Time to catch up on some of this week’s Digital Marketing News that you may have missed while checking out Amazon’s purchase of Whole Foods, Amazon’s other news launching a wardrobe-by-mail service, Special Elections in Georgia and South Carolina, etc.
The first comes from Search Engine Journal:
The Evolution of Content Marketing: What the 1900s Can Teach You
Why ‘Content Marketing’ Is 100+ Years Old
It’s hip and it’s trendy and everyone is talking about it. But content marketing isn’t exactly new.
Known today for their big green tractors, John Deere was an early adopter of content marketing, producing its own lifestyle magazine for farmers in 1895 called “The Furrow”. No, it wasn’t a catalog to sell their product. It did, though, increase brand loyalty.
In 1904, Jell-O put out a recipe book for users to create concoctions using their awkward, gelatinous substance.
It wasn’t a blatant advertisement of the tasty treat but more like product placement. You better believe those recipes included the product!
By understanding what concepts have always worked best for audiences, you can adapt those same concepts to your own audience. Technology has changed, but that connection is always important.
Our next bit of news is about a new digital content studio.
NBC News Launches Digital Video Service to Woo Social Media Users
Comcast Corp’s NBC News unit on Tuesday launched a digital video service that targets the growing number of viewers who get their news on social media.
The service, called “NBC Left Field,” is producing short documentaries and features for Alphabet Inc’s YouTube, Facebook and Instagram with the intention of eventually running ads.
News organizations like NBC News are under pressure to find ways to draw younger viewers who are increasingly turning to YouTube and Facebook instead of television. Only 8 percent of viewers of national broadcast television news in 2016 were in the 18-34 age bracket, according to Nielsen.
“It’s my belief that broadcasters need to begin viewing these hubs as digital cities,” said Matt Danzico, head of NBC Left Field. “So in the same way that it’s clearly important NBC have local bureaus to serve news and information for, about and within the actual cities their audiences live, it’s now imperative that we exist within these digital municipalities.”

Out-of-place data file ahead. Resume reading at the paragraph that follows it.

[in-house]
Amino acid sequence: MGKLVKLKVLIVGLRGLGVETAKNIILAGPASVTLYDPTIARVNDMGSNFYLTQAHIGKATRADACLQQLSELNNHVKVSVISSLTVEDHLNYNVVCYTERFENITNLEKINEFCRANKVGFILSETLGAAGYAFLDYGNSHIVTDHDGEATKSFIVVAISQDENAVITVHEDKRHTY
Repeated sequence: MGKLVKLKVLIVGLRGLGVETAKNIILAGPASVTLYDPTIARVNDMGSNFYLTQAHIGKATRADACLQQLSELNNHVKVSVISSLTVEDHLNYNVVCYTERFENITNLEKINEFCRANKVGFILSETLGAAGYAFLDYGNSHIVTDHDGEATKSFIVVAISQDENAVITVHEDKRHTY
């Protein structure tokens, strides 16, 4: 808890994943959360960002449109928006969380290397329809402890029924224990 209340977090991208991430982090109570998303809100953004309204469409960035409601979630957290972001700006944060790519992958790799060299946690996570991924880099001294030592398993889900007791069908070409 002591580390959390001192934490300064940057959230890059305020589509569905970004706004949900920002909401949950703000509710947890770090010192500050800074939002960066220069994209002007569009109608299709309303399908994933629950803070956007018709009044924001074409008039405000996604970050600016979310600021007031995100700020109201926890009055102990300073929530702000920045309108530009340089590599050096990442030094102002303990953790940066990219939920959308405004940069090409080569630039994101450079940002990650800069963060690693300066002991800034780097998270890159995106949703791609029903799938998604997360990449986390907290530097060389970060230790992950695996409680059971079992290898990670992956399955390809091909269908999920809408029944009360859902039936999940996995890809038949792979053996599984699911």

So many companies have been trying to capture the success of BuzzFeed, Now This, or AJ+ at educating social media viewers with current news. The fact that a news organization is jumping on board is less a surprise and more of a, “Finally!”
Another digital partnership, but this time based around data analytics and advertising. Read more from MultiChannelNews:
iHeartMedia and Fox Networks GROUP join forces to create ‘SMART A/V Audiences’
iHeartMedia and Fox Networks Group (FNG) today announced the launch of Smart A/V Audiences, the first suite of data-driven advertising products available to the marketplace offering campaigns including both Audio and Video creative units integrated onto one platform. Smart A/V Audiences will bring the precision and immediacy of digital advertising to the scale of broadcast radio and television for the first time by creating custom audiences based on the combined power of FNG and iHeartMedia data sets.
Smart A/V Audiences will enable brands to deliver more relevant messages by leveraging Smart A/V data to target consumers based on specific interests and passions like music, sports, specific shows, teams and personalities and then serve to those audiences across a combined audio and video platform. Brands will be able to deliver more compelling creative across platforms by tapping into local data and dynamic creative capabilities based on triggers like weather, sports scores, stock market performance and more. Smart A/V Audiences will launch in beta this fall.
Smart A/V Audiences builds on iHeartMedia’s recently launched SmartAudio, which leverages the power of its programmatic solution to help advertisers evaluate, plan and buy broadcast radio, enabling them to build innovative campaigns that target key audience cohorts. It also complements FNG’s latest initiatives, including OpenAP and UP//LIFT, which leverage new ad formats and data to deliver higher impact ad units.
As traditional media channels (TV, radio, billboards, print) maintain importance to advertisers, they begin seeking better methods to track and target who they advertise to–just like online.
And finally, an interesting bit from AdAge on the campaign to avoid inappropriate material and brands colliding.
Google Says It Will Pounce on Propaganda, Terrorism-Related Content
Alphabet Inc.’s Google says it is creating new policies and practices to suppress terrorism-related videos, a response to U.K. lawmakers who have said the internet is a petri dish for radical ideology.
Google will increase its use of technology to identify extremist and terrorism-related videos across its sites, which include YouTube, and will boost the number of people who screen for terrorism-related content, Google’s General Counsel Kent Walker wrote in an editorial in the Financial Times Sunday. The company will also be more aggressive in putting warnings on and limiting the reach of content that, while not officially forbidden, is still inflammatory.
“While we and others have worked for years to identify and remove content that violates our policies, the uncomfortable truth is that we, as an industry, must acknowledge that more needs to be done,” Walker wrote.
Google, and soon Facebook will have solved this problem. A New York Times article highlighted a strategy that JP Morgan Chase took to whitelist the sites and YouTube channels their brand was shown on without taking any penalties.
And there you have it. A sampling of some headline stories this week in digital marketing news!